Apple pie is one of those dessert staples that seem to work well with any occasion. While some people might think of them as hard to prepare, there’s plenty of reasons to consider this a go-to option when it’s time for the sweetest course. One of the most surprising aspects to this fruity dish is its ability to work with any diet. From diabetics to dairy-free solutions, the traditional pie can be something for everyone.
A Few Things To Know Before Getting Started
- Not all apples were made for pies. A simple run to the grocery store for whatever is available does not work. Granny smith is the most popular baking variety, but honeycrisp and jonagold varieties are also surprisingly effective.
- Everything doesn’t have to be made from scratch. Be it for time or just skill reasons, some people skip details such as the crust in their prep. A store bought crust is just as useful, especially in a pinch.
Lattice or No Lattice? It Really Doesn’t Matter
Many pictures of the perfect apple pie show that all too familiar lattice pattern. The criss-cross set of strips that reveal a hint of the pie’s filling have become synonymous with the flavor, partly due to movie and TV representations. The good news is that level of intricate detail is not needed for a great pie. Many choose to cover the whole pie in a layer of crust, without pattern or detailing. In these flat layers, the only hint of apple is a slit or two.
Perfect Apple Pie
“Our classic apple pie takes a shortcut with easy Pillsbury™ refrigerated pie crust! Baked with a filling of fresh apples and warm spices, there is as much simple joy in preparing this pie as there is in eating it. Each bite makes your friends and family feel warm, cozy and like they’re wrapped in a hug. Whether you bake it for a holiday, a potluck or as a special weekend dessert, this timeless pie recipe is guaranteed to spark joy.” Pillsbury
For the full recipe visit Pillsbury.Com
“American icon, most popular pie, and the ONE dessert everyone has to make for Thanksgiving. With its flaky, buttery crust; tart-sweet apples, and wonderful cinnamon-y aroma, a slice of warm apple pie is the perfect end to any repast, from casual lunch to elegant dinner. Add vanilla bean ice cream, and you’ve got a dessert for the ages.” King Arthur Flour
For the full recipe visit King Arthur Flour
Cast-Iron Apple Tart with Apricot Glaze
Sometimes breaking out of the usual is what a cook needs to stand out at any occasion. A great alternative to the pie is a tart which brings together many of the same flavors. This recipe comes from the Twitter series Mutant Cafe. The account, from Twitter user @biddlebrian features recipes and live Friday night cook-along events.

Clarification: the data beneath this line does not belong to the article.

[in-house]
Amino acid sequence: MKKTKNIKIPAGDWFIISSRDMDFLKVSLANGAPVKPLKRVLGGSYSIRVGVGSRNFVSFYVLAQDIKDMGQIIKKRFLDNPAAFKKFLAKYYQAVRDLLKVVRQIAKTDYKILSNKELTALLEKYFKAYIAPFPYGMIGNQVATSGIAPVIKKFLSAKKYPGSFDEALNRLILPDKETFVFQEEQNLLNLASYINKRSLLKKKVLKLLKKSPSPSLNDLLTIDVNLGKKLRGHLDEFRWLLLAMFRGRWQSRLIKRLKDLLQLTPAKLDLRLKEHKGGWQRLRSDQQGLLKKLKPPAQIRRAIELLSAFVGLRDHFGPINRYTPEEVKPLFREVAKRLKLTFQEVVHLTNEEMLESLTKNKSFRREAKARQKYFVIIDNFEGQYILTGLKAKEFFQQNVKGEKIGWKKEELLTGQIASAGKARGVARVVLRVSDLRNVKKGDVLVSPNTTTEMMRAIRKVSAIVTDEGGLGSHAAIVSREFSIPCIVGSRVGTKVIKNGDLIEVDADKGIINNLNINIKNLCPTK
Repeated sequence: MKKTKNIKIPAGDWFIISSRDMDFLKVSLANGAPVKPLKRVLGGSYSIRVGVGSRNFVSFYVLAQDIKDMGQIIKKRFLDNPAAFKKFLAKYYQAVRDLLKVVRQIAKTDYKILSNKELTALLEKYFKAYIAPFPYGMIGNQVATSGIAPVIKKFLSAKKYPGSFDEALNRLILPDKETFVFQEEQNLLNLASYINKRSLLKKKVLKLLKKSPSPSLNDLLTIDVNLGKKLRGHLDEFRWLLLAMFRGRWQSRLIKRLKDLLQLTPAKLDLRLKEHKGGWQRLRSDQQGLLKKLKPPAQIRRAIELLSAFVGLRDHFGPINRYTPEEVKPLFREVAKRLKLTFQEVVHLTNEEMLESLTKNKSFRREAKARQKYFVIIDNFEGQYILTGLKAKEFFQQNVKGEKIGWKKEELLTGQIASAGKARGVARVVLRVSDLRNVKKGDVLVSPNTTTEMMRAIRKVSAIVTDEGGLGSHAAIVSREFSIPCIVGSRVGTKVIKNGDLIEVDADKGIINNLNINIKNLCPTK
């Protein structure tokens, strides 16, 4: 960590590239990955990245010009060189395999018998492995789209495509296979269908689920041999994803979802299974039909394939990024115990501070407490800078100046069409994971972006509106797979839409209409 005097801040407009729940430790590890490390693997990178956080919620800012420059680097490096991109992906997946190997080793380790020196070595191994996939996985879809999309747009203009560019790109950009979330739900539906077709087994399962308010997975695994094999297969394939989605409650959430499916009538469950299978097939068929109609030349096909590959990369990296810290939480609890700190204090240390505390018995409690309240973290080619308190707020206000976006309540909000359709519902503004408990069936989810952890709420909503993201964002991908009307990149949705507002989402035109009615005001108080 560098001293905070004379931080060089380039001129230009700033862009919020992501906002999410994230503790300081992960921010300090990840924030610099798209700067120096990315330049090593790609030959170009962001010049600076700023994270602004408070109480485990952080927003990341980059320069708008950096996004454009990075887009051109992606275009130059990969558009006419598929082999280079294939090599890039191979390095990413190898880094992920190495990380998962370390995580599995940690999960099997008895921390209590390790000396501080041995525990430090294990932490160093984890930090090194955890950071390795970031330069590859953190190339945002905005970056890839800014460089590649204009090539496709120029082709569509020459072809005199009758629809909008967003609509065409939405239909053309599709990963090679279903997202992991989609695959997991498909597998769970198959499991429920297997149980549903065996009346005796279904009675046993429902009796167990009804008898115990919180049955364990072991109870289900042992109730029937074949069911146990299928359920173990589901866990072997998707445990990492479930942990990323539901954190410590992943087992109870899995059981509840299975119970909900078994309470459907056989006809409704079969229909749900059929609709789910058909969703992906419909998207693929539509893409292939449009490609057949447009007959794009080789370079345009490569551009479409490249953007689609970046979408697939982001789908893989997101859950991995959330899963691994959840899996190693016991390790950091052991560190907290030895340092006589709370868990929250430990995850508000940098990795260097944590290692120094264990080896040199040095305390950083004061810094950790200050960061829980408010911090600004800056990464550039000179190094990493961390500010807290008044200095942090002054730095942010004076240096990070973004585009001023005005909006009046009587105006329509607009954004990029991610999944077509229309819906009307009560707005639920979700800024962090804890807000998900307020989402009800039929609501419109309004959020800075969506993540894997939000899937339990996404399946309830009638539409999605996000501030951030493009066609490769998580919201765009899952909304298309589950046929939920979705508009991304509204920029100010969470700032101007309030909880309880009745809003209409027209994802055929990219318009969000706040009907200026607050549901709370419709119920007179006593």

1-1/2 cups plus 1 tablespoon all-purpose flour
1/8 teaspoon salt
12 tablespoons cold unsalted butter; cut into small cubes, plus 2 tablespoons melted
1/3 cup plus 2 tablespoons ice water
4 tablespoons sugar
6 apples (2-1/2 pounds mix of McIntosh, Golden Delicious or Cortland)
1/3 cup apricot preserves
In a food processor, pulse 1-1/2 cups of flour with the salt. Add cold butter and pulse until mixture resembles coarse meal, with a few pea-size pieces of butter remaining, about 5 seconds. Sprinkle ice water over the mixture and process just until moistened, about 5 seconds. Transfer the dough to a floured work surface and knead 2 or 3 times, just until it comes together. Press into a 1” thick disk, wrap in plastic wrap and refrigerate for 30 minutes.
Cut apples in half, core and slice thinly. Preheat the oven to 425°.
On a floured piece of parchment paper, roll dough to a 14-inch round with a rolling pin. Loosely fold dough in half and gently place in a 10-inch cast-iron skillet. Press dough into bottom and up the sides of skillet, careful to not stretch.
Combine 2 tablespoons of the sugar with the remaining 1 tablespoon of flour in a small bowl and sprinkle over the dough. Arrange the apple slices on top of dough starting 1 inch from the edge overlapping and moving in a clockwise circle working inwards to the center. Fold the dough over the apples in a free-form fashion. Brush the apples with melted butter and sprinkle with the remaining 2 tablespoons of sugar. Refrigerate the unbaked tart until slightly chilled, about 10 minutes.
Bake the tart in the center of the oven for 45 minutes, or until apples are tender and golden and the crust is deep golden and cooked through. Stir together apricot jam and remaining 2 tablespoons of water in a small saucepan. Cook over medium heat, stirring often, until melted and smooth. Brush the apples with the melted preserves.